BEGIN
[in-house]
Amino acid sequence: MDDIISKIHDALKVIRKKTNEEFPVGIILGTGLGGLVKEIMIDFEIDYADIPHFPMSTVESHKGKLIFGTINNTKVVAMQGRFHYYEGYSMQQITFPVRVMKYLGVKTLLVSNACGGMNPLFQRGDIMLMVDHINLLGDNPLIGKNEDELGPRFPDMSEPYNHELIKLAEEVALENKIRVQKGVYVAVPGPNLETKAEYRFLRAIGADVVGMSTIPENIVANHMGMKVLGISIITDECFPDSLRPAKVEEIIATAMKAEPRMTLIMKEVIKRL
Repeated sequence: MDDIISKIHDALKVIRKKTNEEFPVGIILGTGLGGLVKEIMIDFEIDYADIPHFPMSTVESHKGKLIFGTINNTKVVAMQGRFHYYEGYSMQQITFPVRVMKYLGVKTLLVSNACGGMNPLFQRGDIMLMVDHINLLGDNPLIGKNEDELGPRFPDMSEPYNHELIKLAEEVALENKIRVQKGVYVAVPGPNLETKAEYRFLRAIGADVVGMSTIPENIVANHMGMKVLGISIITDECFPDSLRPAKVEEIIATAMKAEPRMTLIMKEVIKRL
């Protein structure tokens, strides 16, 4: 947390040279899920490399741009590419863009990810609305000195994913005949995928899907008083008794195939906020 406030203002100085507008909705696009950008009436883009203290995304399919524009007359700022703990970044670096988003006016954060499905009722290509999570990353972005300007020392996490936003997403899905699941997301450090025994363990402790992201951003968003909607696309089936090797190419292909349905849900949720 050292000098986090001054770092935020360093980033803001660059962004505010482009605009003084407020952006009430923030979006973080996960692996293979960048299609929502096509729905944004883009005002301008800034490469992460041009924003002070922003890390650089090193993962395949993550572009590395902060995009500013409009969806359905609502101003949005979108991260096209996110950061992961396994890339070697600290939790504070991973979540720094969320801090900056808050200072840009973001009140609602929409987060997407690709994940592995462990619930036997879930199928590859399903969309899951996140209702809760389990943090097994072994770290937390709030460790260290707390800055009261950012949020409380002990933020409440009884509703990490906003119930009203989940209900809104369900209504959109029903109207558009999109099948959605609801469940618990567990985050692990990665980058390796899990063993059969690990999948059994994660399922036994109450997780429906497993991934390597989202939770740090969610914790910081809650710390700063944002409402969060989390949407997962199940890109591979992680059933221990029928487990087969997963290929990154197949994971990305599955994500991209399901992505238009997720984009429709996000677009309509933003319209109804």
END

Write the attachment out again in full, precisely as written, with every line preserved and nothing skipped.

[in-house]
Amino acid sequence: MDDIISKIHDALKVIRKKTNEEFPVGIILGTGLGGLVKEIMIDFEIDYADIPHFPMSTVESHKGKLIFGTINNTKVVAMQGRFHYYEGYSMQQITFPVRVMKYLGVKTLLVSNACGGMNPLFQRGDIMLMVDHINLLGDNPLIGKNEDELGPRFPDMSEPYNHELIKLAEEVALENKIRVQKGVYVAVPGPNLETKAEYRFLRAIGADVVGMSTIPENIVANHMGMKVLGISIITDECFPDSLRPAKVEEIIATAMKAEPRMTLIMKEVIKRL
Repeated sequence: MDDIISKIHDALKVIRKKTNEEFPVGIILGTGLGGLVKEIMIDFEIDYADIPHFPMSTVESHKGKLIFGTINNTKVVAMQGRFHYYEGYSMQQITFPVRVMKYLGVKTLLVSNACGGMNPLFQRGDIMLMVDHINLLGDNPLIGKNEDELGPRFPDMSEPYNHELIKLAEEVALENKIRVQKGVYVAVPGPNLETKAEYRFLRAIGADVVGMSTIPENIVANHMGMKVLGISIITDECFPDSLRPAKVEEIIATAMKAEPRMTLIMKEVIKRL
């Protein structure tokens, strides 16, 4: 947390040279899920490399741009590419863009990810609305000195994913005949995928899907008083008794195939906020 406030203002100085507008909705696009950008009436883009203290995304399919524009007359700022703990970044670096988003006016954060499905009722290509999570990353972005300007020392996490936003997403899905699941997301450090025994363990402790992201951003968003909607696309089936090797190419292909349905849900949720 050292000098986090001054770092935020360093980033803001660059962004505010482009605009003084407020952006009430923030979006973080996960692996293979960048299609929502096509729905944004883009005002301008800034490469992460041009924003002070922003890390650089090193993962395949993550572009590395902060995009500013409009969806359905609502101003949005979108991260096209996110950061992961396994890339070697600290939790504070991973979540720094969320801090900056808050200072840009973001009140609602929409987060997407690709994940592995462990619930036997879930199928590859399903969309899951996140209702809760389990943090097994072994770290937390709030460790260290707390800055009261950012949020409380002990933020409440009884509703990490906003119930009203989940209900809104369900209504959109029903109207558009999109099948959605609801469940618990567990985050692990990665980058390796899990063993059969690990999948059994994660399922036994109450997780429906497993991934390597989202939770740090969610914790910081809650710390700063944002409402969060989390949407997962199940890109591979992680059933221990029928487990087969997963290929990154197949994971990305599955994500991209399901992505238009997720984009429709996000677009309509933003319209109804």